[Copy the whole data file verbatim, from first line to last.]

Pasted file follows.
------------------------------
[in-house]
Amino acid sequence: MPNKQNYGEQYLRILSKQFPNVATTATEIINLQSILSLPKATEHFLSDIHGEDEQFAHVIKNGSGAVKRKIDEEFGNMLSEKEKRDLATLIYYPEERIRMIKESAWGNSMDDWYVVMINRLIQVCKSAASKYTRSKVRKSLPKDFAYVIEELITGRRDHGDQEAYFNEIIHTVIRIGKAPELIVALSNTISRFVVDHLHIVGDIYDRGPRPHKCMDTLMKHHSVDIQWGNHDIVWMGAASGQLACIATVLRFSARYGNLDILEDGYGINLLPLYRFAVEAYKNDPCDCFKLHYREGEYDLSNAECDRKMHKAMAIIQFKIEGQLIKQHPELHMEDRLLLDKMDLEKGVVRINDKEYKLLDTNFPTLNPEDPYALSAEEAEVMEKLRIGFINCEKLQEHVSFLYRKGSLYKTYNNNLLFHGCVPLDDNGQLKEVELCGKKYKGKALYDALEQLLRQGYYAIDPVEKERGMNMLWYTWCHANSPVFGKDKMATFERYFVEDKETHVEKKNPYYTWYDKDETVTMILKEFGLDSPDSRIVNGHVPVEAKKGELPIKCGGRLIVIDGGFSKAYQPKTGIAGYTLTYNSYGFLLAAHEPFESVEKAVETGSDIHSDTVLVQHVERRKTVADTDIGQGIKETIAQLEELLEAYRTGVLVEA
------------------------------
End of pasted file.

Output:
[in-house]
Amino acid sequence: MPNKQNYGEQYLRILSKQFPNVATTATEIINLQSILSLPKATEHFLSDIHGEDEQFAHVIKNGSGAVKRKIDEEFGNMLSEKEKRDLATLIYYPEERIRMIKESAWGNSMDDWYVVMINRLIQVCKSAASKYTRSKVRKSLPKDFAYVIEELITGRRDHGDQEAYFNEIIHTVIRIGKAPELIVALSNTISRFVVDHLHIVGDIYDRGPRPHKCMDTLMKHHSVDIQWGNHDIVWMGAASGQLACIATVLRFSARYGNLDILEDGYGINLLPLYRFAVEAYKNDPCDCFKLHYREGEYDLSNAECDRKMHKAMAIIQFKIEGQLIKQHPELHMEDRLLLDKMDLEKGVVRINDKEYKLLDTNFPTLNPEDPYALSAEEAEVMEKLRIGFINCEKLQEHVSFLYRKGSLYKTYNNNLLFHGCVPLDDNGQLKEVELCGKKYKGKALYDALEQLLRQGYYAIDPVEKERGMNMLWYTWCHANSPVFGKDKMATFERYFVEDKETHVEKKNPYYTWYDKDETVTMILKEFGLDSPDSRIVNGHVPVEAKKGELPIKCGGRLIVIDGGFSKAYQPKTGIAGYTLTYNSYGFLLAAHEPFESVEKAVETGSDIHSDTVLVQHVERRKTVADTDIGQGIKETIAQLEELLEAYRTGVLVEA